Louisiana is one of only four states to offer publicly funded tuition to private and parochial schools.
When the Louisiana Legislature convenes in March, school vouchers, or diverting public funds to send low-income children to private schools, will likely be a big factor in Gov. Bobby Jindal's push for education reform.
According to The Advocate, a recent National Conference of State Legislatures report reveals that Louisiana is one of only four states (Wisconsin, Indiana and Ohio) to offer vouchers, also noting that similar laws in other states have been struck down by the courts.
Washington, D.C., schools also offer vouchers, which are expected to be pushed for expansion in Louisiana this year:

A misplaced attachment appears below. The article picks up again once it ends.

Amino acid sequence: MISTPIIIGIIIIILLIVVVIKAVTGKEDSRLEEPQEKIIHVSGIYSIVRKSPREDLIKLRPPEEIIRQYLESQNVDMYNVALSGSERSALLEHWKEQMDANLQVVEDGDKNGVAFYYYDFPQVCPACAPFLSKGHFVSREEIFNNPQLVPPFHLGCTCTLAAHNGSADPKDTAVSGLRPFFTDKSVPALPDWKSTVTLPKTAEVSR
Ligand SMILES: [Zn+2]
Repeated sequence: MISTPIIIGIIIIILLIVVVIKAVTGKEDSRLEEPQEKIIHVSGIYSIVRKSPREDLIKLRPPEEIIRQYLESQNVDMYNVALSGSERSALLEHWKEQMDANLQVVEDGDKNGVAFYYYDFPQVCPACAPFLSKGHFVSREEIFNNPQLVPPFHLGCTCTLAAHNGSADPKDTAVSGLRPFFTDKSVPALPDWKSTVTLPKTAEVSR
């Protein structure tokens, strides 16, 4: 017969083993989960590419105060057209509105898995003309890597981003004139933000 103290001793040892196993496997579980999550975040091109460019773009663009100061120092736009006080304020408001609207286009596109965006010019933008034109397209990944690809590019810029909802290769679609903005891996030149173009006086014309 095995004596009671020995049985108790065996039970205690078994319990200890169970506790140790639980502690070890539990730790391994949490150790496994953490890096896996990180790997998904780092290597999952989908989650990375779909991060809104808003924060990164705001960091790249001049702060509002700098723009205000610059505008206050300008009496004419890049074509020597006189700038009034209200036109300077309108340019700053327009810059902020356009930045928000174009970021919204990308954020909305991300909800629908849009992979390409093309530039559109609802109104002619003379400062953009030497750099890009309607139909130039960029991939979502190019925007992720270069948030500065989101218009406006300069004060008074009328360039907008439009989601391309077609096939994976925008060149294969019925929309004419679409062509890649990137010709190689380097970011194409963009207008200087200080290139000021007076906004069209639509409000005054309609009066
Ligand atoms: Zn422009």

Jindal, who says public school improvements will be his top priority this year, has repeatedly said that expanded school choice will be part of his plan, including a possible expansion of Louisiana's existing scholarship program.
That assistance, which stems from a 2008 law, only applies to 1,500 low-income students in New Orleans and a maximum of $10 million per year in state funds.
Teacher unions and other opponents call the aid "vouchers," and contend that diverting state tax dollars to private and parochial schools robs public schools of vital dollars.
Leaders of the state's two largest teacher unions, the Louisiana Federation of Teachers and the Louisiana Association of Educators, have vowed to oppose any effort to expand the current program.
Louisiana Federation of Teachers President Steve Mongahan noted that a legal challenge is under way to the Indiana law, which won approval last year.
According to the NCSL tabulation, courts have already struck down scholarship/voucher laws in Arizona, Colorado and Florida.
Monaghan said whether any law that wins approval here is challenged in court depends on the scope of the measure.
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